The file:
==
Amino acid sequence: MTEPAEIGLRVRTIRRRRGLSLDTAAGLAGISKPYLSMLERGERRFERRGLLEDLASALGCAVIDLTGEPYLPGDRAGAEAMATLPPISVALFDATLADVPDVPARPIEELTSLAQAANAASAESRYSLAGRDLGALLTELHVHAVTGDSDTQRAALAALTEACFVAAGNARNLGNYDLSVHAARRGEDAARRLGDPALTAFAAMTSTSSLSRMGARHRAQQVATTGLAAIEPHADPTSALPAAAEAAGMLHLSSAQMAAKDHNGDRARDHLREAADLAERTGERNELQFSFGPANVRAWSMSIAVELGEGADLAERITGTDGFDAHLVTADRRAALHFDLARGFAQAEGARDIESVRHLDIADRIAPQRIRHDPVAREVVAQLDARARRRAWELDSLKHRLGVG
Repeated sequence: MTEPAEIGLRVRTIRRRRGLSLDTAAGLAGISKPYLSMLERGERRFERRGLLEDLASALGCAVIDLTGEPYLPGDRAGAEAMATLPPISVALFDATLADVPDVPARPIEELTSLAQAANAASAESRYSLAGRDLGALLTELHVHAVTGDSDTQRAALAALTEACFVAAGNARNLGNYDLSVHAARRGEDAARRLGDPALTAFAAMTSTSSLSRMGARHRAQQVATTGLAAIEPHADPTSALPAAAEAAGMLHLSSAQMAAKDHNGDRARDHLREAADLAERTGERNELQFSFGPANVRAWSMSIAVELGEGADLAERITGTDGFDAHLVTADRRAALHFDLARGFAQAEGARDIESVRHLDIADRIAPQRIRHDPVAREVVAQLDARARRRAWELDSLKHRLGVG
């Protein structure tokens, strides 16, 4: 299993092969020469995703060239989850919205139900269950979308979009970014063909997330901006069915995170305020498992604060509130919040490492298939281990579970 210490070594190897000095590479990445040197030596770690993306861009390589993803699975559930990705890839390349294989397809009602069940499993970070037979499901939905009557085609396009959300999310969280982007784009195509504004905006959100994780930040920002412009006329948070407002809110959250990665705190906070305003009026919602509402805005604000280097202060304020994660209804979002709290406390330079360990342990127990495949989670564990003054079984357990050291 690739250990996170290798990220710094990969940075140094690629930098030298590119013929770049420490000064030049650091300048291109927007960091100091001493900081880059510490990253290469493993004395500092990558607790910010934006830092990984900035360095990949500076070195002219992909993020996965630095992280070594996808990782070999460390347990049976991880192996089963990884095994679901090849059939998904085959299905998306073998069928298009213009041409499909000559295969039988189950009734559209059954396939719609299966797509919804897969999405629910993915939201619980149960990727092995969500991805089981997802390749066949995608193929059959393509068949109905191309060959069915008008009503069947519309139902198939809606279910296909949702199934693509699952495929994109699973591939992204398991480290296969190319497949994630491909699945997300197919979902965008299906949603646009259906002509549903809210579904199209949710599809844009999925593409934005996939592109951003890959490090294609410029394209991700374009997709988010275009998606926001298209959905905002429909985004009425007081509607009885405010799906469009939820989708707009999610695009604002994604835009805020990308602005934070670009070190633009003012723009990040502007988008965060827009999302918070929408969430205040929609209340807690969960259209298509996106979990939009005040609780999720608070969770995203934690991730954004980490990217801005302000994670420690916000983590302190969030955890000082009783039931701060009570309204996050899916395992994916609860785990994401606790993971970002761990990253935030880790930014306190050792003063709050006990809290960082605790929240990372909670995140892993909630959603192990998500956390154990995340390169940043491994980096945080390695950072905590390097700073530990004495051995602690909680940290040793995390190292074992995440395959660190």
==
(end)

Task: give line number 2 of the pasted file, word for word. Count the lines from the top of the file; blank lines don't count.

Repeated sequence: MTEPAEIGLRVRTIRRRRGLSLDTAAGLAGISKPYLSMLERGERRFERRGLLEDLASALGCAVIDLTGEPYLPGDRAGAEAMATLPPISVALFDATLADVPDVPARPIEELTSLAQAANAASAESRYSLAGRDLGALLTELHVHAVTGDSDTQRAALAALTEACFVAAGNARNLGNYDLSVHAARRGEDAARRLGDPALTAFAAMTSTSSLSRMGARHRAQQVATTGLAAIEPHADPTSALPAAAEAAGMLHLSSAQMAAKDHNGDRARDHLREAADLAERTGERNELQFSFGPANVRAWSMSIAVELGEGADLAERITGTDGFDAHLVTADRRAALHFDLARGFAQAEGARDIESVRHLDIADRIAPQRIRHDPVAREVVAQLDARARRRAWELDSLKHRLGVG